The Annual OSU Martin Luther King Day Linguistics Symposium
Since 2004, on Martin Luther King Day, a day-long symposium on some linguistic topic has been held in the Department of Linguistics. It would be nice if we could say that this started by someone saying “I have a dream … to discuss some topic X …” but, as with many events, it was just by chance that the first symposium came to be held at all, and furthermore held on Martin Luther King Day. Originally organized by Brian Joseph, in connection with a visit in January 2004 by two linguist friends of his who work on Greek (Angela Ralli of the University of Patras and Mark Janse of the University of Ghent), as a way of giving them a chance to offer some public lectures and of linking their talks with other work on Greek linguistics that various students, alumni, and faculty of Ohio State were engaged in, the symposium came to fall on Martin Luther King Day as that was the only day in their visit here that was free of classes and other obstacles to having several talks together. The program from that event reflects its somewhat ad hoc nature, as it was called “The First (Ever) Martin Luther King Day Symposium on Modern Greek Linguistics”. Funding for that event was provided by Joseph’s Kenneth E. Naylor Professorship in the Slavic Department.
The following year, it became apparent that there were a number of good papers that were thematically connected, all on topics involving ancient Indo-European languages, from locals, that is students, alumni, and faculty in Linguistics and related areas at OSU and environs, so that the idea of holding the symposium again seemed reasonable. Thus was born “The Second Annual OSU Martin Luther King Day Symposium on Linguistics: Studies in Ancient Indo-European Languages”, held in January 2005, again with some funding from the Naylor Professorship providing for amenities and for one outside speaker. Once such an event had been held for two years running, a generalization was emerging, one might say, as the use of “annual” in the title implies, and based on the pattern of those first two years, Joseph continued to organize a day-long workshop on a topic to which local talent could contribute. This led to the third symposium in January 2006, with the general topic of analogy, where the title of the event reflects its definite establishment as a “now-annual” event: “The 3rd Now-Annual OSU Martin Luther King Day Symposium in Linguistics: Analogy in Language Change”.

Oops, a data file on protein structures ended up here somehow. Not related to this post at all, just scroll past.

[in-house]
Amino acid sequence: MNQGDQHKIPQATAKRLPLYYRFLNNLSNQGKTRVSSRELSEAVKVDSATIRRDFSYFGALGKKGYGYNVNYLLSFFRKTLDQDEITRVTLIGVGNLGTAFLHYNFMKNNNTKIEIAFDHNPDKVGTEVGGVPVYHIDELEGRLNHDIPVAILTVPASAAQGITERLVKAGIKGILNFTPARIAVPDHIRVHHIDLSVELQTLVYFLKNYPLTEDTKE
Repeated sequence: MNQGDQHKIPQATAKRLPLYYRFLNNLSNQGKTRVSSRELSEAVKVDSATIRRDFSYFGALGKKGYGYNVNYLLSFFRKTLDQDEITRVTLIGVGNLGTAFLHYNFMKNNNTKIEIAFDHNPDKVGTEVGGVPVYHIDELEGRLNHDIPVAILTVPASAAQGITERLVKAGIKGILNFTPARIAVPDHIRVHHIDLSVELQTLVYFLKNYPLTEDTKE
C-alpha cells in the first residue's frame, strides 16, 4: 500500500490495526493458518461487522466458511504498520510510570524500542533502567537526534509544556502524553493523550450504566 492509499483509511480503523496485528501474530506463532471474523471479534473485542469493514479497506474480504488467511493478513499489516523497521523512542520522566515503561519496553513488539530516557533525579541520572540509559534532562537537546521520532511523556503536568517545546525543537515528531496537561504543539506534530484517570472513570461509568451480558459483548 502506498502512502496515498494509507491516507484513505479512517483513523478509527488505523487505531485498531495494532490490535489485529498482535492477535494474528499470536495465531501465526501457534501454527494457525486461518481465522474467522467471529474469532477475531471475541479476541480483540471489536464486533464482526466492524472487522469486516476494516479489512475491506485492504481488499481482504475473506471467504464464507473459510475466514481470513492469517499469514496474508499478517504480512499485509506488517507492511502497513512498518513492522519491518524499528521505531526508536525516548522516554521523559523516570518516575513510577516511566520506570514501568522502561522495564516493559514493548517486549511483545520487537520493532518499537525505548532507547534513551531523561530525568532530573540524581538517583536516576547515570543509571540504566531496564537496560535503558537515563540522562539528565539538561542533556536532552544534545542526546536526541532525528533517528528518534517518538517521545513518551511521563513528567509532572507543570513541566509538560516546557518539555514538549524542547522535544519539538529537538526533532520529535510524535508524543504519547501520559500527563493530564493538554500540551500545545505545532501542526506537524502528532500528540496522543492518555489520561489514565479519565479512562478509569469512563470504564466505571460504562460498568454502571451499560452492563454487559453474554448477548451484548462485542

January of 2007 saw a return thematically to the Greek origins of the event, with papers on Greek linguistics being the order of the day. Funding for that day was provided again by the Naylor Professorship but also with a generous contribution from the Department of Linguistics. The broader funding base for that event, coupled with the Department’s successful bid for College of Humanities funding in OSU’s Targeted Investment in Excellence (TIE) program, led to the idea of proposing to the TIE Committee that funding for the 2008 MLK Day event come under that rubric. A joint effort -- Joseph working together with then-first-year professor Judith Tonhauser -- based on their mutual interest and experience in the indigenous languages of the Americas (Tonhauser being an expert in Yucatec Maya and Guaranî, and Joseph having far more limited experience working with Cree) led to a successful proposal under the TIE for a workshop on linguistic research on various native languages of the Americas, but with a local (i.e. Ohio dimension) by focusing on work by scholars in Ohio or who have some connection with Ohio State (whether as alumnus, student, or faculty member). Future MLK Day Symposia are to be organized in a similar way, by looking to the research that locals (as defined here) have been engaged in and drawing on that.
Although there is no direct connection between the symposia and Martin Luther King, other than taking advantage of the day, we feel that it is entirely in keeping with the spirit of his life to have these events on this day. He is, after all, the man who said “our lives begin to end the day we become silent about things that matter;” since linguistics matters to us, we feel no need to be silent about linguistics on this day commemorating him. Moreover, his statement that “all progress is precarious, and the solution of one problem brings us face to face with another problem” can be read as an insight into the nature of scientific research and scholarship more generally and thus endorses, we feel, on-going intellectual inquiry such as is embodied in the symposia.
Programs from previous years are available by clicking on the links in the menu to the right.